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“I threw the I-Ching yesterday, it said there might be some thunder at the well”

business people looking at a crystal ball
Credit: iStock/avid_creative

In singer-songwriter Bob Dylan’s 1970s rendition of his classic song “Idiot Wind,” he hints at meeting a fortune teller who warns of possible danger ahead.  We don’t have a crystal ball or trusted fortune teller for our economy, but in the event of an economic slowdown, here are some actionable suggestions for small to medium-sized manufacturers. While not an exhaustive list, it’s a good starting point.

Explore more recession-resistant markets, niches, and supply chains with needs that align best with your capabilities. Consumer staples and alcoholic beverages have been prior good bets. Also consider renewable energy, health-and-senior care products, and security/defense/law enforcement products. Identify and explore others, and consider pivoting away from anything that has a history of being, or is forecast to be, recession prone. Pivots may be harder to execute and may take longer depending on your brand or market promise.

Assess the health and recession-resistance of critical suppliers and key customers. Consider having conversations with them about their projections and plans, and how to more effectively collaborate in a downturn. Having customers compliant with payment terms during good times will set you up for better success when there’s a slowdown. Treating suppliers as partners when demand is strong will yield benefits when it’s not.

Build a very prudent operating reserve. Make sure you are in full and open conversation with your bank(s). Manufacturing-focused banks should be able to provide economic forecasts, financial health checks, and related advice.

Develop your workforce plan. Know in advance what triggers will initiate what actions, such as going to a 32-hour work week.  Don’t hesitate or delay when a triggering event or performance occurs.

Have an open book policy for business health.  There should be no surprises for your workforce if a downturn reaches a level of severity that requires layoffs.

If you’re ISO certified, make sure your risk management practices are solid. Your practices should not merely be a check-the-box exercise. If you aren’t ISO compliant or certified, consider adopting ISO-based risk management. It is just good business.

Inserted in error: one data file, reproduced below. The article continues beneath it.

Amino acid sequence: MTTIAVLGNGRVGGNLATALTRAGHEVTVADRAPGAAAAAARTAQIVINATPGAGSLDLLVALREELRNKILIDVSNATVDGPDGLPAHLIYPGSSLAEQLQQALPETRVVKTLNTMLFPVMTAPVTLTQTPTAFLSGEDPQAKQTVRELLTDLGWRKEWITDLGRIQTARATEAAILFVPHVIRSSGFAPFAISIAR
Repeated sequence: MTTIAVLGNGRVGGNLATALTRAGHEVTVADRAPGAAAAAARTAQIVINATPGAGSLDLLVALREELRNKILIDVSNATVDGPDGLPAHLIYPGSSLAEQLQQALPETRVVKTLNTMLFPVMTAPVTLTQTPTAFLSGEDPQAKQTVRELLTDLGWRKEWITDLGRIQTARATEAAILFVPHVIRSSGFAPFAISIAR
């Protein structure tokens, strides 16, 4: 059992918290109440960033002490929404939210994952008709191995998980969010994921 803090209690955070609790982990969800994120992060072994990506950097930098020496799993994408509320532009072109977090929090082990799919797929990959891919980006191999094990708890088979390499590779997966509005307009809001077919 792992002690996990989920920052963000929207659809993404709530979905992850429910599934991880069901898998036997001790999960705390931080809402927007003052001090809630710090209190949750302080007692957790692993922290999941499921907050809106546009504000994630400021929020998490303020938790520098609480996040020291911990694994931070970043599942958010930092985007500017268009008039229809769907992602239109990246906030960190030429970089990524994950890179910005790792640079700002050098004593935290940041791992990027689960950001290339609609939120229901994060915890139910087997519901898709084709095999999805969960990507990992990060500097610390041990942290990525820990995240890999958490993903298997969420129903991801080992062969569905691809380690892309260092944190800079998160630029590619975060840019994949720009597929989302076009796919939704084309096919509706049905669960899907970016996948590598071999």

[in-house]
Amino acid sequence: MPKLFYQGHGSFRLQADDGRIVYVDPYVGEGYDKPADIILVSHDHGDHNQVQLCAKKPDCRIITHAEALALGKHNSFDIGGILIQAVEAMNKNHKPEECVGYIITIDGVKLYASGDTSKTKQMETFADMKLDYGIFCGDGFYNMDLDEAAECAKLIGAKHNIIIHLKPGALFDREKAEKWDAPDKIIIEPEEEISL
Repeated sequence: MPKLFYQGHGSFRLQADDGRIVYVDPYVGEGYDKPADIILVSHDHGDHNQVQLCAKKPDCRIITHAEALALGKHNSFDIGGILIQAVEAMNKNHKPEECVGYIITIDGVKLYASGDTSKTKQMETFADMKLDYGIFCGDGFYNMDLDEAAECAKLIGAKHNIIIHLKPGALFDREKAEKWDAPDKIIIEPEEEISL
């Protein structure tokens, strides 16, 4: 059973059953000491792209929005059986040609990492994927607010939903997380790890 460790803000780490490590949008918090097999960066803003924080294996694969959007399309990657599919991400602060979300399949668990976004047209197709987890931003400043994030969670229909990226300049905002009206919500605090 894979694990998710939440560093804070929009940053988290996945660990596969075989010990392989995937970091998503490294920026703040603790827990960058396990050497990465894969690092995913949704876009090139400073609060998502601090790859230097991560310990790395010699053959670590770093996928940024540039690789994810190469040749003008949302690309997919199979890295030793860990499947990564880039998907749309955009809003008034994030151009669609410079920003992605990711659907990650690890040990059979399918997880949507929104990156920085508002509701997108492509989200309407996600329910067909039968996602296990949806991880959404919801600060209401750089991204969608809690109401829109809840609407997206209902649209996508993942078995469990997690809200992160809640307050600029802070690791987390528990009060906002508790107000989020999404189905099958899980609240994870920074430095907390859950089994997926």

Evaluate capital investments. Utilizing the latest market inputs, rather than prior assumptions about demand and interest rates, will give you a better financial picture.

Review your three-to-five-year plans. Make sure you have updated and integrated (i) financial, (ii) sales and marketing, and (iii) operational strategies, scenarios, assumptions, and  projections that reflect your current perception of the future. Be sure to execute your updated plans and keep updating them.

Remember that a downturn will present opportunities. It’s a good time to monitor your competitors for possible talent, customer, facility, equipment, and business acquisitions.


Thank you to Dave Allard and Tom Walker for your contributions.

About the author

Alistair Stewart

Alistair Stewart is a Senior Business Advisor with the Montana Manufacturing Extension Center (MMEC), the official representative of the MEP National NetworkTM in Montana. He is  an alumnus of the former Manufacturing Extension Partnership (MEP) Center in Chicago, and rejoined the MEP National Network in 2015 with MMEC. His non-MEP experience includes leveraging operational excellence to accelerate & improve portfolio company performance for private equity investors. Alistair currently serves as a Senior Advisor to an investment banking firm, and as an Advisor to a leading business transition consultancy. Alistair’s early career includes consulting practice leadership, and positions of increasing responsibility with firms such as Baxter Healthcare, British Gas, and British Technology Group. Alistair is an avid fly fisherman, and is very active in Trout Unlimited and other coldwater conservation organizations.

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